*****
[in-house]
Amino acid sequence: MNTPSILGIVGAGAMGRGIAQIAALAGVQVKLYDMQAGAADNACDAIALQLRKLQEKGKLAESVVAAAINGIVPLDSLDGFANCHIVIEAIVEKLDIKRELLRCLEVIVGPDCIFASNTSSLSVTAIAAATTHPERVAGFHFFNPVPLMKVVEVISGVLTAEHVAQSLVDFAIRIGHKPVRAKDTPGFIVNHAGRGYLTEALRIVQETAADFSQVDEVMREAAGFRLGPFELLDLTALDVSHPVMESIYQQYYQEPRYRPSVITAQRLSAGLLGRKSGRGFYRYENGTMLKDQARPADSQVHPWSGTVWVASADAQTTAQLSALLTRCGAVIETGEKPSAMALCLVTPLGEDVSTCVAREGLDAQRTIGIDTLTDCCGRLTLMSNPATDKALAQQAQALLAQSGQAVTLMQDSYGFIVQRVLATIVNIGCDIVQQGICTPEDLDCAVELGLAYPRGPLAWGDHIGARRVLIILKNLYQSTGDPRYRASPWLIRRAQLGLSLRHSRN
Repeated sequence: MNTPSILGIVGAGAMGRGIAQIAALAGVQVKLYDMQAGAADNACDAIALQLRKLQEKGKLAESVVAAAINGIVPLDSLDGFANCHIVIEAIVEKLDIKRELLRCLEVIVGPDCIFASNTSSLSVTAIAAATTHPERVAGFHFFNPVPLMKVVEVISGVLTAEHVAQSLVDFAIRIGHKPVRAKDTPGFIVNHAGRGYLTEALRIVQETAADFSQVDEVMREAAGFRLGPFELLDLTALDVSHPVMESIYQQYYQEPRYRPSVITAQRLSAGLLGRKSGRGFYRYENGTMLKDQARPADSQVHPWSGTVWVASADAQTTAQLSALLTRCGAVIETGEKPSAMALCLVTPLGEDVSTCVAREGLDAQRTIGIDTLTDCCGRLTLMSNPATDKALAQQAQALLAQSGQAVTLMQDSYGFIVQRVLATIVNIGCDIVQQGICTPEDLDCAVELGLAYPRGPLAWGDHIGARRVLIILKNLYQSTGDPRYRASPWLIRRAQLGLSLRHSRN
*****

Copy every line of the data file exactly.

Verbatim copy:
[in-house]
Amino acid sequence: MNTPSILGIVGAGAMGRGIAQIAALAGVQVKLYDMQAGAADNACDAIALQLRKLQEKGKLAESVVAAAINGIVPLDSLDGFANCHIVIEAIVEKLDIKRELLRCLEVIVGPDCIFASNTSSLSVTAIAAATTHPERVAGFHFFNPVPLMKVVEVISGVLTAEHVAQSLVDFAIRIGHKPVRAKDTPGFIVNHAGRGYLTEALRIVQETAADFSQVDEVMREAAGFRLGPFELLDLTALDVSHPVMESIYQQYYQEPRYRPSVITAQRLSAGLLGRKSGRGFYRYENGTMLKDQARPADSQVHPWSGTVWVASADAQTTAQLSALLTRCGAVIETGEKPSAMALCLVTPLGEDVSTCVAREGLDAQRTIGIDTLTDCCGRLTLMSNPATDKALAQQAQALLAQSGQAVTLMQDSYGFIVQRVLATIVNIGCDIVQQGICTPEDLDCAVELGLAYPRGPLAWGDHIGARRVLIILKNLYQSTGDPRYRASPWLIRRAQLGLSLRHSRN
Repeated sequence: MNTPSILGIVGAGAMGRGIAQIAALAGVQVKLYDMQAGAADNACDAIALQLRKLQEKGKLAESVVAAAINGIVPLDSLDGFANCHIVIEAIVEKLDIKRELLRCLEVIVGPDCIFASNTSSLSVTAIAAATTHPERVAGFHFFNPVPLMKVVEVISGVLTAEHVAQSLVDFAIRIGHKPVRAKDTPGFIVNHAGRGYLTEALRIVQETAADFSQVDEVMREAAGFRLGPFELLDLTALDVSHPVMESIYQQYYQEPRYRPSVITAQRLSAGLLGRKSGRGFYRYENGTMLKDQARPADSQVHPWSGTVWVASADAQTTAQLSALLTRCGAVIETGEKPSAMALCLVTPLGEDVSTCVAREGLDAQRTIGIDTLTDCCGRLTLMSNPATDKALAQQAQALLAQSGQAVTLMQDSYGFIVQRVLATIVNIGCDIVQQGICTPEDLDCAVELGLAYPRGPLAWGDHIGARRVLIILKNLYQSTGDPRYRASPWLIRRAQLGLSLRHSRN